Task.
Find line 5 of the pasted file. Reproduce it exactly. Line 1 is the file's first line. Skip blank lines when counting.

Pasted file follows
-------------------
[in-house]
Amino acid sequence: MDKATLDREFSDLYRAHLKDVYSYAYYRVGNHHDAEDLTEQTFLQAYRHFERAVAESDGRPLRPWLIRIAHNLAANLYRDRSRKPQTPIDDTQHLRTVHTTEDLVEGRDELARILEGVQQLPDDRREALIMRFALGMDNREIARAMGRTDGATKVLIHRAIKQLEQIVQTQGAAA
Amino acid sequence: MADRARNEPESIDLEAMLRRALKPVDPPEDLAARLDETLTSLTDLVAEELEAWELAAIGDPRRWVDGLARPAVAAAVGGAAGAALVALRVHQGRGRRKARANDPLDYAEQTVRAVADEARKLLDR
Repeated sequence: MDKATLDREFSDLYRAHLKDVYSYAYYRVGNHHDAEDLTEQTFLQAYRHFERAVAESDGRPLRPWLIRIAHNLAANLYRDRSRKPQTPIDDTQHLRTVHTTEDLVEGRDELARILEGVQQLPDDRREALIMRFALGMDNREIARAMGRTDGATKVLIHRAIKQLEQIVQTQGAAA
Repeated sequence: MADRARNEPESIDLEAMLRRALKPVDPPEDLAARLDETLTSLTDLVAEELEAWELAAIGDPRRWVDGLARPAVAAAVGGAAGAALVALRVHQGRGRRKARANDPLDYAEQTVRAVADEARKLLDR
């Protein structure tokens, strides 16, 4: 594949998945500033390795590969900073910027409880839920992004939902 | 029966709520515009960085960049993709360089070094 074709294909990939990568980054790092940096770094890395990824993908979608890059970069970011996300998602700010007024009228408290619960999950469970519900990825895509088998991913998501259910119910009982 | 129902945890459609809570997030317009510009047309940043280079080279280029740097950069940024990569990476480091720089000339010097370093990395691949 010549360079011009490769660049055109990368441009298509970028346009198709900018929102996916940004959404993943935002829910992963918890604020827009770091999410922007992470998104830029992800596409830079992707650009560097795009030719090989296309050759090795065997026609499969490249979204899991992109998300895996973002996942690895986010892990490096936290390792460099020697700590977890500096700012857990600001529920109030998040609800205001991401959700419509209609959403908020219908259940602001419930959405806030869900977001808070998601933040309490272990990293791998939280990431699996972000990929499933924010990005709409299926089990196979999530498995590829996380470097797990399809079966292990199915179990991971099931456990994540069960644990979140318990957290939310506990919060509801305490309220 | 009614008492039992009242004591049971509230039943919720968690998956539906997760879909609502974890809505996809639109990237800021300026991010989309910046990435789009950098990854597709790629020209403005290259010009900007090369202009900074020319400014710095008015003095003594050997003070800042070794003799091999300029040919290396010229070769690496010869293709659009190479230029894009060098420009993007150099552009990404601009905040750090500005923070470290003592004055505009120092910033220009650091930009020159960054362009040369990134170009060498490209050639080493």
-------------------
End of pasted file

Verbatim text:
Repeated sequence: MADRARNEPESIDLEAMLRRALKPVDPPEDLAARLDETLTSLTDLVAEELEAWELAAIGDPRRWVDGLARPAVAAAVGGAAGAALVALRVHQGRGRRKARANDPLDYAEQTVRAVADEARKLLDR